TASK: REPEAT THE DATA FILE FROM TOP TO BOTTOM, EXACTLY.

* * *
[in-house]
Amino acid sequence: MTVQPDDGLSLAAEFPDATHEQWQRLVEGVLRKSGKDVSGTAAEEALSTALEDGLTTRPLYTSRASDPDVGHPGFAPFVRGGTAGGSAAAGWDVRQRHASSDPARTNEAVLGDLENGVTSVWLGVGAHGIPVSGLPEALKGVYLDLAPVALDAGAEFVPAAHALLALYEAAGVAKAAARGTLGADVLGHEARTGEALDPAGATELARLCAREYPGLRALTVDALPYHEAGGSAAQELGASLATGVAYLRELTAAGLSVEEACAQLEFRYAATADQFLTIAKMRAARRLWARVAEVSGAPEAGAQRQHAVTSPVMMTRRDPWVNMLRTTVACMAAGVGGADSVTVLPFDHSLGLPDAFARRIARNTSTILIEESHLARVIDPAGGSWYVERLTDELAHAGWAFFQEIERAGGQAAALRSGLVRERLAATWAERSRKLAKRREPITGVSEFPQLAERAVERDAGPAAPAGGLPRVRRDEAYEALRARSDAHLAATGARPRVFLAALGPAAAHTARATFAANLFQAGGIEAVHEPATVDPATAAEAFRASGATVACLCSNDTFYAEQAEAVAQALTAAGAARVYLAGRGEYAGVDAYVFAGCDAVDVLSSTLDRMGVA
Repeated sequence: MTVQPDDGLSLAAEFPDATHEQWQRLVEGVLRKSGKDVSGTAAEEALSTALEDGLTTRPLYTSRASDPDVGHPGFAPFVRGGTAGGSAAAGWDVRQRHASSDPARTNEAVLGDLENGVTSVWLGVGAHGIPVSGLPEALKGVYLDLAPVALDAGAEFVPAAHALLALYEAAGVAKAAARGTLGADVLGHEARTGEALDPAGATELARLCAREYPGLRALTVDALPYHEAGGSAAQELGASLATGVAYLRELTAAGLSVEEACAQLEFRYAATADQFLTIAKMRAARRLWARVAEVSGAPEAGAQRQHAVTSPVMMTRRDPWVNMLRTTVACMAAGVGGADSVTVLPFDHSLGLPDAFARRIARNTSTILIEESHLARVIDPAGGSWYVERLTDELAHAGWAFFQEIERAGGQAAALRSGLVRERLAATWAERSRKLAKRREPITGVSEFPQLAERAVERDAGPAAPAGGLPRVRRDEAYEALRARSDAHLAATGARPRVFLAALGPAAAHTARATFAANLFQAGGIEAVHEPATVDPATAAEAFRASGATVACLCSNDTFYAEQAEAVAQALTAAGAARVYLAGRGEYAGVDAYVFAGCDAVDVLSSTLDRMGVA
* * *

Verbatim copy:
[in-house]
Amino acid sequence: MTVQPDDGLSLAAEFPDATHEQWQRLVEGVLRKSGKDVSGTAAEEALSTALEDGLTTRPLYTSRASDPDVGHPGFAPFVRGGTAGGSAAAGWDVRQRHASSDPARTNEAVLGDLENGVTSVWLGVGAHGIPVSGLPEALKGVYLDLAPVALDAGAEFVPAAHALLALYEAAGVAKAAARGTLGADVLGHEARTGEALDPAGATELARLCAREYPGLRALTVDALPYHEAGGSAAQELGASLATGVAYLRELTAAGLSVEEACAQLEFRYAATADQFLTIAKMRAARRLWARVAEVSGAPEAGAQRQHAVTSPVMMTRRDPWVNMLRTTVACMAAGVGGADSVTVLPFDHSLGLPDAFARRIARNTSTILIEESHLARVIDPAGGSWYVERLTDELAHAGWAFFQEIERAGGQAAALRSGLVRERLAATWAERSRKLAKRREPITGVSEFPQLAERAVERDAGPAAPAGGLPRVRRDEAYEALRARSDAHLAATGARPRVFLAALGPAAAHTARATFAANLFQAGGIEAVHEPATVDPATAAEAFRASGATVACLCSNDTFYAEQAEAVAQALTAAGAARVYLAGRGEYAGVDAYVFAGCDAVDVLSSTLDRMGVA
Repeated sequence: MTVQPDDGLSLAAEFPDATHEQWQRLVEGVLRKSGKDVSGTAAEEALSTALEDGLTTRPLYTSRASDPDVGHPGFAPFVRGGTAGGSAAAGWDVRQRHASSDPARTNEAVLGDLENGVTSVWLGVGAHGIPVSGLPEALKGVYLDLAPVALDAGAEFVPAAHALLALYEAAGVAKAAARGTLGADVLGHEARTGEALDPAGATELARLCAREYPGLRALTVDALPYHEAGGSAAQELGASLATGVAYLRELTAAGLSVEEACAQLEFRYAATADQFLTIAKMRAARRLWARVAEVSGAPEAGAQRQHAVTSPVMMTRRDPWVNMLRTTVACMAAGVGGADSVTVLPFDHSLGLPDAFARRIARNTSTILIEESHLARVIDPAGGSWYVERLTDELAHAGWAFFQEIERAGGQAAALRSGLVRERLAATWAERSRKLAKRREPITGVSEFPQLAERAVERDAGPAAPAGGLPRVRRDEAYEALRARSDAHLAATGARPRVFLAALGPAAAHTARATFAANLFQAGGIEAVHEPATVDPATAAEAFRASGATVACLCSNDTFYAEQAEAVAQALTAAGAARVYLAGRGEYAGVDAYVFAGCDAVDVLSSTLDRMGVA